Eurozone inflation reached 10% in September with plenty of room for ECB rate hike
Eurozone inflation is stickier than expected and is moving into double digits for the first time ever, as the ongoing energy crisis continues to push prices up across the board.
Monthly increases were also worse than expected and while energy prices have a large impact here, food and core inflation also went up.
While an increase was expected due to Germany reversing the nine euro public transport ticket measure from this summer, this jump was more broad-based than expected and will provide extra fuel for ECB hawks as we head into the October meeting.
While the ECB sees more demand-driven inflation at the moment, weaker consumer spending makes this limited at best. Perhaps in sectors still profiting from post-pandemic catchup demand this could be the case, but tourism-driven services in France actually saw weaker inflation than expected in September.
Most of the higher core inflation reading is still coming from second-round effects from the energy crisis, which is supported by the fact that businesses more dependent on energy have indicated they will increase prices in the months ahead.
The differences in inflation between countries are becoming more significant as measures at the national level are starting to complicate the overall picture.
Looking at the main components of euro area inflation, energy is expected to have the highest annual rate in September (40.8%, compared with 38.6% in August), followed by food, alcohol & tobacco (11.8%, compared with 10.6% in August), non-energy industrial goods (5.6%, compared with 5.1% in August) and services (4.3%, compared with 3.8% in August).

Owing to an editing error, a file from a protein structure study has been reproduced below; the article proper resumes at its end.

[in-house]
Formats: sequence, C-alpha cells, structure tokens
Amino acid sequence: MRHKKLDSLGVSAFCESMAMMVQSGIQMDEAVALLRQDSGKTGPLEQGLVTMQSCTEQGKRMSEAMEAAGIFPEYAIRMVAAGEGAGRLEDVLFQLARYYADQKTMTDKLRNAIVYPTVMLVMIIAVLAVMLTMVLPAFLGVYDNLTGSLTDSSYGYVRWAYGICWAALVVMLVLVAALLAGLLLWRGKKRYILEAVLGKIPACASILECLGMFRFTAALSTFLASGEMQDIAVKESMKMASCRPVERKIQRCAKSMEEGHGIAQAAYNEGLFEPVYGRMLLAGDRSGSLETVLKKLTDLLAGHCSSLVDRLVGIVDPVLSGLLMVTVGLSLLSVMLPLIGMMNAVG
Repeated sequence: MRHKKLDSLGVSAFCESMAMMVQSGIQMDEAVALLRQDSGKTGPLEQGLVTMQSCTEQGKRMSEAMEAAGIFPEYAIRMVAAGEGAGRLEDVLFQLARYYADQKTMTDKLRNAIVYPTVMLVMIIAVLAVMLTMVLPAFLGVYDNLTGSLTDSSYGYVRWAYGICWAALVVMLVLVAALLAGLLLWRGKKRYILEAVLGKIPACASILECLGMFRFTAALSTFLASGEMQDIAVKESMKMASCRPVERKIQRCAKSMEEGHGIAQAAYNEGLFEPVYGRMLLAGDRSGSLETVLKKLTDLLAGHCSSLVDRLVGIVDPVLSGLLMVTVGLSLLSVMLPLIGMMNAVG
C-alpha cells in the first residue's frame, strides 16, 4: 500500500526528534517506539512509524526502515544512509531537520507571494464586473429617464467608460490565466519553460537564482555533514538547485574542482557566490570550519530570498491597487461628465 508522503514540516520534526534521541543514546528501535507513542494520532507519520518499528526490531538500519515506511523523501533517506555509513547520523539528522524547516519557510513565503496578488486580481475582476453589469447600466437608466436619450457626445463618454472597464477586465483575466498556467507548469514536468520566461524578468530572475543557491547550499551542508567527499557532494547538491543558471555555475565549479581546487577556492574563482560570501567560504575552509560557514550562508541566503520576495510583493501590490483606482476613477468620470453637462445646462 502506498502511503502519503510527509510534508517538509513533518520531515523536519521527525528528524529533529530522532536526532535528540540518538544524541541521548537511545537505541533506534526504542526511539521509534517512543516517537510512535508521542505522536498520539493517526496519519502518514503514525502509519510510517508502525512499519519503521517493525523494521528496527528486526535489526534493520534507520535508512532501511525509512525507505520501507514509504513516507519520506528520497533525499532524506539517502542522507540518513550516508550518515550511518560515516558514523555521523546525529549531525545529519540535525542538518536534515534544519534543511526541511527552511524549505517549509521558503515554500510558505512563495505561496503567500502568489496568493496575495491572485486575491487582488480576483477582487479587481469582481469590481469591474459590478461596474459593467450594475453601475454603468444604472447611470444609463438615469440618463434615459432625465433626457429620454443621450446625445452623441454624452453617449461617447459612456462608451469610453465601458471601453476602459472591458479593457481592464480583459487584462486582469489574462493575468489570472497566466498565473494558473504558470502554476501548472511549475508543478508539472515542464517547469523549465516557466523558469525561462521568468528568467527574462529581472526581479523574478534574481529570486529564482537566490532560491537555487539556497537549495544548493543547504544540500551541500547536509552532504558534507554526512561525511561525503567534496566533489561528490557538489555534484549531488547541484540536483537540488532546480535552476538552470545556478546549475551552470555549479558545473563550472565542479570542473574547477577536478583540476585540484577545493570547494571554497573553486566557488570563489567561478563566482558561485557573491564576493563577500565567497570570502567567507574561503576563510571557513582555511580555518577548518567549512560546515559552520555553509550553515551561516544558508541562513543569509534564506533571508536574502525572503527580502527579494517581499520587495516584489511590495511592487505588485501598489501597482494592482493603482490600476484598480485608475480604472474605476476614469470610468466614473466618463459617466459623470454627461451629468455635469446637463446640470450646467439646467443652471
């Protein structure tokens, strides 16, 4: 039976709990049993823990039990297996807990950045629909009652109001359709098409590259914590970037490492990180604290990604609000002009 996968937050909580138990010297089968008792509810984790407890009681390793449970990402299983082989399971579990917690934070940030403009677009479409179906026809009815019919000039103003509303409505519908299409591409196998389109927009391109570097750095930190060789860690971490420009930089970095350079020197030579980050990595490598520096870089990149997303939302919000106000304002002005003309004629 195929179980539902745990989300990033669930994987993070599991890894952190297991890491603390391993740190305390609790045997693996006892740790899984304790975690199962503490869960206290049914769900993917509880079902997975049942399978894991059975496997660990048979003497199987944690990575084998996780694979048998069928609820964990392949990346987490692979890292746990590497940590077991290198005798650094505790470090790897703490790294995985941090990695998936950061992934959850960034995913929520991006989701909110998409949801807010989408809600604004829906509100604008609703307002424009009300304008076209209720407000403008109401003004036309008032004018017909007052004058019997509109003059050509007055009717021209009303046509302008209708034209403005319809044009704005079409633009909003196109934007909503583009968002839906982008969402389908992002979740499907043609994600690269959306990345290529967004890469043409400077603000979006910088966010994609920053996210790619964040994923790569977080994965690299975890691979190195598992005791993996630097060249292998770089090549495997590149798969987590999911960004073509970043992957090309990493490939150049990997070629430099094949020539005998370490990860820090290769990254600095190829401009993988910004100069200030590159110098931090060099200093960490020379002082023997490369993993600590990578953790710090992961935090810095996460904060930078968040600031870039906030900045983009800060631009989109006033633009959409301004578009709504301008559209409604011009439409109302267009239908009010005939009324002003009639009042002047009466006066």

As mentioned, Germany’s public transport measure pushed inflation up in September, but France saw a declining inflation rate mainly due to government measures aimed at improving purchasing power.
Expect government intervention to intensify on the back of still soaring inflation rates, and as long as this is not coordinated in Brussels, expect a continued muddied overall picture in the eurozone.
The divergence between countries would normally complicate the picture for the ECB, but with current high inflation rates the trajectory is clear: the ECB is set to hike drastically at the coming meetings to get to neutral and possibly beyond quickly.
First stop is the October meeting where another 75 basis point hike is now the most likely outcome.
Based on an analysis by ING Bank N.V. as copyright owner